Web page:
Dubai Design Week, a new, city-wide, celebration of design encompassing interior, furniture, product and graphic design, will take place from October 26-31 at Dubai Design District (D3), the city’s design hub announced on Tuesday. The umbrella event will also host a series of talks, exhibitions, special installations and premieres, with a focus on education and global exposure.
“As leaders in the regional design market, we have an enormous opportunity for growth, not only for us but for the region,” said Nez Gebreel, CEO of Dubai Design and Fashion Council at her organisation’s community event, called Urban Majlis, where details of the design week were unveiled.
Of course, it’s about creativity, but as much about hard figures. The global design industry is valued at $2.2 trillion as of 2013, 27 per cent of the Mena region’s design economy was generated by the UAE.
“It brings with it responsibility towards the region to realise its full potential,” said Gebreel. “Dubai Design Week is one of the key initiatives the Council has etched to realise the emirate’s collective goal.”
Born from a symbiotic relationship between commerce and creativity, design weeks around the world give cultural context and creative impetus to regional creative industries. Dubai Design Week aims for a greater international visibility for our creative class.
“Typically, design weeks focus mostly on their national market. Dubai Design Week aims to position Dubai as an international nucleus for the global design community as well as becoming the regional capital for design,” explains Cyril Zammit, fair director of Design Days Dubai — the region’s only fair dedicated to rare, collectable design pieces.
“Although Dubai Design District will be the centre point, partner events will also be scheduled around Dubai with an extensive daily roster of design events targeting both design professionals and those just interested in design.”
The event is designed to work across three levels: Reciprocal alliance with six leading design weeks will further Dubai’s positioning as a centre for discovery. It will also provide educational opportunities for students and designers in the local design industry. And thirdly, Abwab — a themed collection of design exhibitions inspired by the concept ‘The Element of Play’ — will host exhibits from the GCC in the Kuwaiti, Saudi Arabian and Emirati pavilions, accompanied by exhibits from Jordan, Tunisia and Pakistan.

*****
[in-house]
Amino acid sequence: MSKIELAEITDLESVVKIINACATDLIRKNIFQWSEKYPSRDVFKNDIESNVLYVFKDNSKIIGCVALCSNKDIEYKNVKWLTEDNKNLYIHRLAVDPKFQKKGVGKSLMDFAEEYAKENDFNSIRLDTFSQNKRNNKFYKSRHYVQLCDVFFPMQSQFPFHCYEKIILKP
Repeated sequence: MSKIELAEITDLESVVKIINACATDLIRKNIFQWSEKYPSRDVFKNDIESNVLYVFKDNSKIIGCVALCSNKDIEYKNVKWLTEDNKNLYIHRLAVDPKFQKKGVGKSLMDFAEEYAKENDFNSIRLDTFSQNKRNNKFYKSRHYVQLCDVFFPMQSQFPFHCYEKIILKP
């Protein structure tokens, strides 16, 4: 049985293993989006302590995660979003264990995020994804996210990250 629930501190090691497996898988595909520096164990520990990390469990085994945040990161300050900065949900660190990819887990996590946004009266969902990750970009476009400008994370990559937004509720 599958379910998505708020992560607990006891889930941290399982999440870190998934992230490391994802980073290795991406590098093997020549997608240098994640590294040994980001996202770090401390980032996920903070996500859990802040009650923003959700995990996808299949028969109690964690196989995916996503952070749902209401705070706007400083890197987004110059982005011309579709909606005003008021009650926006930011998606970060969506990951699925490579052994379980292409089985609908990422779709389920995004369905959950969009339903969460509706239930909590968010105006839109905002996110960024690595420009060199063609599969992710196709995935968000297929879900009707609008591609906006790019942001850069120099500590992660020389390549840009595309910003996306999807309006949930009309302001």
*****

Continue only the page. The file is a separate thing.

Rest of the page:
Designers from each country will reinterpret traditional games in pavilions designed by the Emirati architecture firm Loci, situated in the open spaces of Dubai Design District, arranged to be discovered on foot.
The world’s largest and most successful design weeks are built around commercial design fairs: 100% Design led to London Design Festival, while Milan Design Week is built around Salone del Mobile.
At the heart of the Dubai Design Week is our own commercial design fair, Downtown Design, which moves its home to D3 this year. Fair director Rue Kothari promises a carefully edited mix of international, local, established and emerging brands.
“We’re building on the success of the past two editions to include more international brands, a greater diversity of product categories and key players in the regional market,” she said.
With barely any leasable show space left — the fair is still five months away and its footprint doubled from last year’s offering — Downtown Design 2015 will host six design weeks from around the world: Melbourne, Mexico, Helsinki, Istanbul, Beijing and San Francisco, each adding a new layer of never-seen-before content from their territory. In turn, these design weeks will showcase Dubai’s local design talent at their respective events.
“The Dubai Design Week will give international profile to our industry. Through its platform, it will make Dubai a meeting point for everyone in the region that’s involved in design — from the distributors and brands to emerging designers and students, it’s an opportunity to learn, be inspired and do business,” added Kothari.
— Pratyush Sarup writes twice a month on design in The Weekend tabloid!, and edits the design site designcarrot.net. You can follow the site on twitter @DesignCarrot.